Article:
How are social groups unmade? Current theories identify the symbolic power of the state as a primary factor in the creation of social groups. Drawing on Gramsci's The Southern Question, this chapter extends state-centered theories by exploring policies that are critical but under-theorized factors in group formation. These include the concession of material benefits as well as the use of coercive means. Further, while current theories focus on how social groups are made, a Gramscian perspective draws attention to how the state intervenes to prevent or neutralize group-making projects from below. This chapter explores a case of a decrease in national group solidarity. Specifically, this study explains how in the 1990s the Israeli state weakened national group formation among Palestinians by adopting two spatially distinct but coordinated strategies. First, the rearrangement of the military occupation of the Gaza Strip and the West Bank through the establishment of an authority of self-rule (the Palestinian Authority) demobilized and divided Palestinian residents of the Occupied Territories, especially along class-cum-moral lines. Second, state practices and discourses centered on citizenship rights shifted the center of political activism among Palestinian citizens of Israel toward citizenship issues. I argue that these two routes, which I call the indirect rule route and the civil society route, were complementary components of a broader attempt to neutralize Palestinian collective mobilization around nationhood. Despite recent changes and contestations, these two strategies of rule continue to affect group formation and to create distinct experiences of politics among Palestinians under Israeli rule. Analysis of the Palestinian–Israeli case shows that the state can unmake groups through the distribution of interrelated policies that are specific to certain categories of people and places. Understanding the conditions under which certain policies of inclusion or exclusion affect group formation requires going beyond the analytic primacy currently given to the symbolic power of the state.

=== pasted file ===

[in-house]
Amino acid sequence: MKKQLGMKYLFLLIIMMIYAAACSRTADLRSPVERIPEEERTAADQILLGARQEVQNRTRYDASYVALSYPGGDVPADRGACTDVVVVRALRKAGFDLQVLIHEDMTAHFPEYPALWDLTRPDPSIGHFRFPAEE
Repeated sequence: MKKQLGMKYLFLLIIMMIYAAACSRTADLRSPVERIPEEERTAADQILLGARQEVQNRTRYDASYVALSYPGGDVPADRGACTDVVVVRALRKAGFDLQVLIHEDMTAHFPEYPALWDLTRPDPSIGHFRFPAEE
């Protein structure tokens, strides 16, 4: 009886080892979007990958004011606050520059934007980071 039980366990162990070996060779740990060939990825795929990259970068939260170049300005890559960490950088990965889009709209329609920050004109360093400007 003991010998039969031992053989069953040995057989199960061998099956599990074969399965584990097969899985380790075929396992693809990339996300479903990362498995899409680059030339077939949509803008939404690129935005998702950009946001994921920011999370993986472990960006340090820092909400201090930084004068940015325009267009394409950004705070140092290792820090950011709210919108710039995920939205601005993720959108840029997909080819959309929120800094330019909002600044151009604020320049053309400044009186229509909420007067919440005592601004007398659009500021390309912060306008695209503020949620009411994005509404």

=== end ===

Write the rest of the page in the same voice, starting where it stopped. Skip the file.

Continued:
State leaders’ decision-making calculus is often attributed to external factors. The political arena, international community pressure and a country’s military stance all…
State leaders’ decision-making calculus is often attributed to external factors. The political arena, international community pressure and a country’s military stance all take centre stage in the analysis of national security decisions. Little weight is given to personal aspects of a leader’s psyche in explaining these decisions; this is true to the bulk of the research regarding this topic. This study theorizes and tests a positive link between Israeli leaders’ combat military experience and their propensity to enter into ‘peacemaking’ decisions namely, peace talks, cease fires and unilateral withdrawals. This research uses a new database comprising all peacemaking decision points in Israel’s history, looking at the pressure put on a leader from outside factors and his military experience to explain the decision taken. It finds a strong significant link between combat experience and the tendency to enter in a peacemaking decision with little regard to ideological affiliation, shedding a new light on Israeli politicians from both sides of the aisle.
Social movement scholarship convincingly highlights the importance of threats, political opportunities, prior social ties, ideological compatibility, and resources for…